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Contaminated land

How contaminated land issues could affect you:

Contaminated Land Inspection Work

Like all Scottish councils, we have a legal duty to inspect our area to identify and remediate contaminated land (remediation means cleaning it up and making it safe for its current use). This duty is under Part IIA of the Environmental Act 1990 (as amended).

Our work involves carrying out various investigations and risk assessments to make sure a site is suitable for its current use.

We’ve identified several thousand former industrial sites across Fife.

How the law defines contaminated land

The legal definition is:

"Land that appears to the local authority in whose area it is situated to be in such a condition, by reason of substances in, on or under the land that:

  • significant harm is being caused or there is a significant possibility of such harm being caused
  • significant pollution of the water environment is being caused or there is a significant possibility of such harm being caused

Fife's contaminated land inspection strategy

Producing an inspection strategy is one of our legal duties. It details:

  • how we've identified and prioritised which sites to investigate
  • information about who is responsible for contaminated land and for making it safe
  • the contacts we use for specialist advice

We published our first strategy in October 2001 and have updated it several times as our programme has progressed.

How we implement our inspection strategy

Contaminated land is a complex and specialised subject, so we've contracted three professional environmental consultants who are experts in this field.

Using their knowledge and experience, and our knowledge of Fife, we work together to identify and investigate sites in line with our strategy.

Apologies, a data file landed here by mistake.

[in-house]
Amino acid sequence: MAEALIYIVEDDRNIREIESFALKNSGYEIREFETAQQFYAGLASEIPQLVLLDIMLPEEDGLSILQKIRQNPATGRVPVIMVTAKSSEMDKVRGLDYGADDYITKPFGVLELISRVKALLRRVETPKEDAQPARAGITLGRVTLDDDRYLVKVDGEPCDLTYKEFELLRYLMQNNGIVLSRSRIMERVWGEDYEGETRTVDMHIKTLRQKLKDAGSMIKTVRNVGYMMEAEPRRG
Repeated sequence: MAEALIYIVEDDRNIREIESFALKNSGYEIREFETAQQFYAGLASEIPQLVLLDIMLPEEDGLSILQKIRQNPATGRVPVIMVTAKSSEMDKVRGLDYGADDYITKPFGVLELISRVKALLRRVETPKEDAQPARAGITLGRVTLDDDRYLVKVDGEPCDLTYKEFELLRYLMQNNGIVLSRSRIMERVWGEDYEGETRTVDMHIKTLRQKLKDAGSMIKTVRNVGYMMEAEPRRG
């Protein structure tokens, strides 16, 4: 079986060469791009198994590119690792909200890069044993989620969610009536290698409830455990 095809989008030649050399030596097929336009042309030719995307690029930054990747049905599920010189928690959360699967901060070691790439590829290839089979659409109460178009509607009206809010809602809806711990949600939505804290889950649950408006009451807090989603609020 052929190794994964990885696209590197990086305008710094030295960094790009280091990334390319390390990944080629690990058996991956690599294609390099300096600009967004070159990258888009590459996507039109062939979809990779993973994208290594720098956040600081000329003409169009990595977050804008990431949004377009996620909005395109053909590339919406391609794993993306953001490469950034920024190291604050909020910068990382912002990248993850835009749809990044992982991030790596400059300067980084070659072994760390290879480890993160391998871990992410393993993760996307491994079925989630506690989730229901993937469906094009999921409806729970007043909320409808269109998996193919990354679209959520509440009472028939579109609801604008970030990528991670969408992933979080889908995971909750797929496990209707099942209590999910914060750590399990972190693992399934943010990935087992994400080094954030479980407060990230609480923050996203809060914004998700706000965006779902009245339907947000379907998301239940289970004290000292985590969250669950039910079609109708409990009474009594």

Redeveloping Land affected by Contamination

The Scottish Government is encouraging developments on former industrial sites. These sites are often called brownfield sites.

What we do

Part of our role is to make sure these kinds of developments are done properly. We do this through the planning process by giving general information and advice.

What developers need to do

Anyone involved in developing former industrial land needs to consider contamination issues very carefully.

Our role in the Development Process

We advise Fife Council’s Development Management Services on land contamination matters in planning issues. They still take the lead in all planning issues.

For example, we may review reports that accompany a planning application. But all information that accompanies planning applications must firstly be sent to them, not to us.

What advice we can, and can’t give:

We can provide general information and advice, for example to developers.

Contamination issues can be complex and could have a major impact on your development. So please get in touch with us as early as possible if you have any queries.

But please bear in mind that we can’t act as consultants, for example by interpreting facts or advice.

We have published an advice booklet for developing brownfield sites in Fife which may prove useful for developers and their consultants when submitting reports to accompany a planning application.  This advice booklet includes:

  • the minimum information we'll accept for contaminated land reports submitted in support of a planning application
  • what's required for reports at each stage of the contaminated land investigation process
  • a checklist you can download to use in your reports

The Developer's Responsibility

If you’re a developer seeking to redevelop a site that may have been affected by contamination, you’re responsible for making sure it’s suitable for the proposed use.

Planning Advice Note (PAN) 33 sets out this responsibility. It states:

“Where planning consent is granted for a site on which the presence of contamination is known or suspected, an advisory note may be attached to the planning permission informing the applicant(s) that the responsibility for the safe development of the site rests with the developer.

“It may also warn the applicant that the planning authority has determined the application on the basis of the information available to it, but this does not mean that the land is free from contamination.”

How to show you’ve taken contamination into account

You should be able to show that you have considered potential contamination as a factor affecting your development by carrying out appropriate site investigations.

If you don’t follow the recommended procedures

Failing to complete appropriate investigations and carry out remediation work properly can have serious consequences. You run the risk of:

  • harming people’s health
  • damaging the environment
  • cause land blight
  • not being able to sell properties
  • being investigated under contaminated land regulations

Requesting Environmental Information

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